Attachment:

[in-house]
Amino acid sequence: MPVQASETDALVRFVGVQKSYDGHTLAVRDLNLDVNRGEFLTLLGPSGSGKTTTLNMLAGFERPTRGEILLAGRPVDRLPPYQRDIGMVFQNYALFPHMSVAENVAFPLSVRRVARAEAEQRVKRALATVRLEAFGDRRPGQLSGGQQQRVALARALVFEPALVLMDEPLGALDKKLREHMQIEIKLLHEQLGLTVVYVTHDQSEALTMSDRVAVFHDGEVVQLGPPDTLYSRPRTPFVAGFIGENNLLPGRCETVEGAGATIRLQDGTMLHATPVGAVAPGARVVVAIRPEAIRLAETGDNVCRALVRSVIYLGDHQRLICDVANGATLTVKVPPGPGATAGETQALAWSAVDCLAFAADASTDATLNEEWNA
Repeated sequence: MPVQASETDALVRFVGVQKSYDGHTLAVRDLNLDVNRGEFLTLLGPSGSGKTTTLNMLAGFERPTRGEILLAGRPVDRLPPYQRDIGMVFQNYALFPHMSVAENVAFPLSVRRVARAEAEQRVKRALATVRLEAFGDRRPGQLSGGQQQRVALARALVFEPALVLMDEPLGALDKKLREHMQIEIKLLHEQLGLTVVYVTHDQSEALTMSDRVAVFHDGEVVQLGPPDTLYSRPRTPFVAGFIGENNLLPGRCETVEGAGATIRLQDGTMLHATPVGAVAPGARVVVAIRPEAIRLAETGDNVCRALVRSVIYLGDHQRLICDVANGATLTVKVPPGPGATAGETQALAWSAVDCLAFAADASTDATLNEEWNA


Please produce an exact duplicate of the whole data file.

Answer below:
[in-house]
Amino acid sequence: MPVQASETDALVRFVGVQKSYDGHTLAVRDLNLDVNRGEFLTLLGPSGSGKTTTLNMLAGFERPTRGEILLAGRPVDRLPPYQRDIGMVFQNYALFPHMSVAENVAFPLSVRRVARAEAEQRVKRALATVRLEAFGDRRPGQLSGGQQQRVALARALVFEPALVLMDEPLGALDKKLREHMQIEIKLLHEQLGLTVVYVTHDQSEALTMSDRVAVFHDGEVVQLGPPDTLYSRPRTPFVAGFIGENNLLPGRCETVEGAGATIRLQDGTMLHATPVGAVAPGARVVVAIRPEAIRLAETGDNVCRALVRSVIYLGDHQRLICDVANGATLTVKVPPGPGATAGETQALAWSAVDCLAFAADASTDATLNEEWNA
Repeated sequence: MPVQASETDALVRFVGVQKSYDGHTLAVRDLNLDVNRGEFLTLLGPSGSGKTTTLNMLAGFERPTRGEILLAGRPVDRLPPYQRDIGMVFQNYALFPHMSVAENVAFPLSVRRVARAEAEQRVKRALATVRLEAFGDRRPGQLSGGQQQRVALARALVFEPALVLMDEPLGALDKKLREHMQIEIKLLHEQLGLTVVYVTHDQSEALTMSDRVAVFHDGEVVQLGPPDTLYSRPRTPFVAGFIGENNLLPGRCETVEGAGATIRLQDGTMLHATPVGAVAPGARVVVAIRPEAIRLAETGDNVCRALVRSVIYLGDHQRLICDVANGATLTVKVPPGPGATAGETQALAWSAVDCLAFAADASTDATLNEEWNA